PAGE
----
August Schmid died in 1889, and his partner Emmanuel Bernheimer in 1890. Both were wealthy men, leaving significant estates. Bernheimer had three sons who had already begun to play important roles in running the Lion Brewery. Schmid had two daughters, but one died as a young woman. For the Schmid family, his wife Josephine took over the management role. Soon, she and the Bernheimer sons were arguing over operations, and, in 1901, they went to court. After lengthy arguments about the additional real estate that the company owned. Mrs. Schmid became the sole owner of the Brewery in 1903.

The Bernheimers established another brewery in Harlem at Amsterdam and 128 Street. The blog “Daytonian in Manhattan” covered it here:

Already rich from her own family inheritance, Mrs. Schmid became an even wealthier woman. This next part of the story is not about the Brewery, but it’s an interesting New York tale. Mrs. Schmid was an unusual woman in that she managed her own resources. The daughter of a brewer, she had developed the necessary management skills to run a brewery. While some reports call her “difficult” and “cunning,” others characterized her as “the daintiest brewer” and commented on her modish bonnets and fine dresses, her mansion, the extensive library she owned, and that she spoke French and German in addition to her native English.

She also began to deal in real estate, buying valuable parcels on upper Fifth Avenue. In September 1897 she bought a plot of land at Fifth Avenue and 62 Street, and then built herself a chateaux at 807 Fifth Avenue. This was the epitome of Gilded Age social-climbing. Her architect was Richard H. Hunt, son of Richard M. who designed the Association Residence that has become the Upper West Side’s youth hostel.

Mrs. Schmid's "castle" on Fifth Avenue at 62nd Street

Mrs. Schmid’s “castle” on Fifth Avenue at 62nd Street

Josephine Schmid’s financial actions provided lots of grist for the newspapers. In 1908, her only living child, Pauline, sued her mother over her take-over of the family fortunes, and a bitter trial ensued that resulted in a settlement. At this time, Josephine was the President and Treasurer of her corporation, and paid herself an annual half-million dollar salary.

Soon after that, in 1909, Josephine, who was now 50 years old, married a penniless Italian prince, Don Giovanni Del Drago of Rome. It was originally reported that he was 27, but then corrected to 47 years old. The Times ran a second front-page story that Del Drago wasn’t really a prince, although Josephine insisted upon being called Princess Del Drago until she died in 1937. The New York Times announcement of the couple’s arrival in Rome — uncertain of their acceptance into the royal family — referred to her as “the Brewer’s widow” and “the latest Dollar Princess.”

The Del Dragos began spending more time in Europe. They also had a summer estate in Tarrytown. By 1914, their turreted mansion on Fifth Avenue was purchased by the Knickerbocker Club and subsequently razed.

There were changes also at the Lion Palace. In 1906, Mrs. Schmid leased it to two theatrical men who planned to convert it from a music hall into a theater. This venture must have lasted only a short time, because the company they formed was in foreclosure by 1909. This also may have been a result of the new entertainment— the movies — that began to replace the theaters on upper Broadway. The Palace plot was sold in 1911 to William Fox Amusement Company which planned a “moving picture and vaudeville house.” Eventually the site became just a movie theater — the Nemo – as it appears on the 1916 real estate map.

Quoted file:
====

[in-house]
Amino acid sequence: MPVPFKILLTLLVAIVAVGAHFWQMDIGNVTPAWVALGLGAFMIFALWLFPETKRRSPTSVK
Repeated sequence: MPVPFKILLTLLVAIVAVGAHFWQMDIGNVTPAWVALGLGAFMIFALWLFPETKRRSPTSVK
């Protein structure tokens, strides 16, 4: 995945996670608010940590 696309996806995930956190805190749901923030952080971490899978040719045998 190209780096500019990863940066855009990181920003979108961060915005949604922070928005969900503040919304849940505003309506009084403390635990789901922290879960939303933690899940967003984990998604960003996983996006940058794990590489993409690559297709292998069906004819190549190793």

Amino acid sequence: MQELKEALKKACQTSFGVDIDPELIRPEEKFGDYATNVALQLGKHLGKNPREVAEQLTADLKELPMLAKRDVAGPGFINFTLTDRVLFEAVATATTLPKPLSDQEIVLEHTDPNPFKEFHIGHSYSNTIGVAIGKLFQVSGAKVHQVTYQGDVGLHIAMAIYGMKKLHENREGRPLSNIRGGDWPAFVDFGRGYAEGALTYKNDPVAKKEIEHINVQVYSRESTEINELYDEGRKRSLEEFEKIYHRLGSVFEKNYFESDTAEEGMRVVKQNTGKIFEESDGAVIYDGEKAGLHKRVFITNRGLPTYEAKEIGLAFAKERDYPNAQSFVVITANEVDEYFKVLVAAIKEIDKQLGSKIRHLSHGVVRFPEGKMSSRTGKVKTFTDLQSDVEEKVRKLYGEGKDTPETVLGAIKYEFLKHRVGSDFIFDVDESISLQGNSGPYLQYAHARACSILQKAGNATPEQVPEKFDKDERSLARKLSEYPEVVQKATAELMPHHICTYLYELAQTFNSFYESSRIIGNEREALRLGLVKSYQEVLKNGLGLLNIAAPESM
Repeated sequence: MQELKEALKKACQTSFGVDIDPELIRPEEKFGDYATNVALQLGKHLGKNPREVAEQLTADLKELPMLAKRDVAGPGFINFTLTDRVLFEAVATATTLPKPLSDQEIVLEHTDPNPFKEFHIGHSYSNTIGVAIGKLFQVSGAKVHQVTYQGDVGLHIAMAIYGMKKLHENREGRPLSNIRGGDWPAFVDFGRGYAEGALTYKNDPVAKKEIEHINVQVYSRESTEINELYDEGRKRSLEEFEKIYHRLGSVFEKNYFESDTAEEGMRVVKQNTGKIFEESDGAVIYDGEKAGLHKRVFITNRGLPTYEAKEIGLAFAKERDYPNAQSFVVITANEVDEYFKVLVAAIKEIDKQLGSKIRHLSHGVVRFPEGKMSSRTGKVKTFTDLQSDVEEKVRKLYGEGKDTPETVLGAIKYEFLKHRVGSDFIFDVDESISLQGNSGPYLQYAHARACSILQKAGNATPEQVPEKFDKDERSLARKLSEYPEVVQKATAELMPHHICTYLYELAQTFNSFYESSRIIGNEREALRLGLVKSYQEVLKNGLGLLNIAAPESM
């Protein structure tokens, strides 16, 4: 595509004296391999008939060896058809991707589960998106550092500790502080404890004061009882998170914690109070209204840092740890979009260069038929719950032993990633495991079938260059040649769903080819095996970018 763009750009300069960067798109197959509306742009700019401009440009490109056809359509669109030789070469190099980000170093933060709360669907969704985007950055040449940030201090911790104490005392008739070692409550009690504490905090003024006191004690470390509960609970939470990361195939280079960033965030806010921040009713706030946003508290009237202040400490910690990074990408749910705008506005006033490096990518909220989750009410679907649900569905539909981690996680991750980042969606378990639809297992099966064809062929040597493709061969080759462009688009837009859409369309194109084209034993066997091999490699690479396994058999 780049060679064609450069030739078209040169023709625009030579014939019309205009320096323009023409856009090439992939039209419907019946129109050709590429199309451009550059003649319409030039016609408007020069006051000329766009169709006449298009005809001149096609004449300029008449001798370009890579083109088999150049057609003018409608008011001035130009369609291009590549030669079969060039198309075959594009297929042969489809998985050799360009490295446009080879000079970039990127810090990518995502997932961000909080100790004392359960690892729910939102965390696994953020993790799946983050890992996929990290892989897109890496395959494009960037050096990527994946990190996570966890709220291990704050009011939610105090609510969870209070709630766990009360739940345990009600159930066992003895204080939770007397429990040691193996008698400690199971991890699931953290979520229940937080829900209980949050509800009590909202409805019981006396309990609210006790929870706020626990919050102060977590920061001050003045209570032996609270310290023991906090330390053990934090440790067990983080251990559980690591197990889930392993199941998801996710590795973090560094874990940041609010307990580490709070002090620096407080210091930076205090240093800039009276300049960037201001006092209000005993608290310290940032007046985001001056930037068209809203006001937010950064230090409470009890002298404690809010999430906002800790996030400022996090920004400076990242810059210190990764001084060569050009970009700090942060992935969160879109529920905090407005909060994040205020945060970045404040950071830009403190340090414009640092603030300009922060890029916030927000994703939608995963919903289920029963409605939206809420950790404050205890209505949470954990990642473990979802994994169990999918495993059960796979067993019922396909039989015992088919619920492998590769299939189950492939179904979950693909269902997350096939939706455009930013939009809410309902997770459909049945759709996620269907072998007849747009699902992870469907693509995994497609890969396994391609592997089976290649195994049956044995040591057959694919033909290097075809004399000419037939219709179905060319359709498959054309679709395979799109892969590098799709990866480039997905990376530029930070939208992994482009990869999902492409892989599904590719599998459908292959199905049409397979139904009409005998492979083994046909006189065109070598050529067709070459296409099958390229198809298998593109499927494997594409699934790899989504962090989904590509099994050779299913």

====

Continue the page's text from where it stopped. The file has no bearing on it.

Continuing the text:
Columbia University students made the Lion Palace — with its German cooking and Pilsner beer —a popular student hangout, and they must have been disappointed to see it changed.

In 1915, Mrs. Del Drago offered $2 million to the Queen of Italy to distribute to the families of soldiers who were fighting in World War I — perhaps her way of showing pleasure in becoming accepted by Italian royalty.

During the Progressive Era after the turn of the century, the anti-saloon movement slowed down the growth of New York breweries, and then, beginning in 1920, Prohibition shut down many of them. From 1920 to 1933, the Lion Brewery made near-beer (alcohol level one-half of one percent) as did a few others. The breweries in New York sought other ways to stay in business, seeking to make something else, such as the Rupert Brewery over on Third Avenue started making a malt syrup that formed the basis for candies. (One in Massachusetts even converted to making chocolate!) In 1920, the Lion brought suit against the Volstead Act, alleging its unconstitutionality, but did not prevail.

Lion Brewery truck

Lion Brewery truck

The Lion also developed a dye and chemicals company called the Noil Chemical and Color Works Inc. on West 107 Street (note Lion spelled backward).

By 1919, an H. A. Murray is noted as President of the Lion Brewery. He was Pauline Schmid’s husband — so perhaps we can conclude that Mrs. Schmid had settled with her daughter and passed along management duties to the next generation while she spent more time in Europe. When a large fire ravaged the brewery again on the Fourth of July in 1927, Mr. Murray, the President, had to return to the city from a polo match. A Times article quoted him speaking of the Schmid family’s early farm and mansion on the site of the brewery – erroneous family history.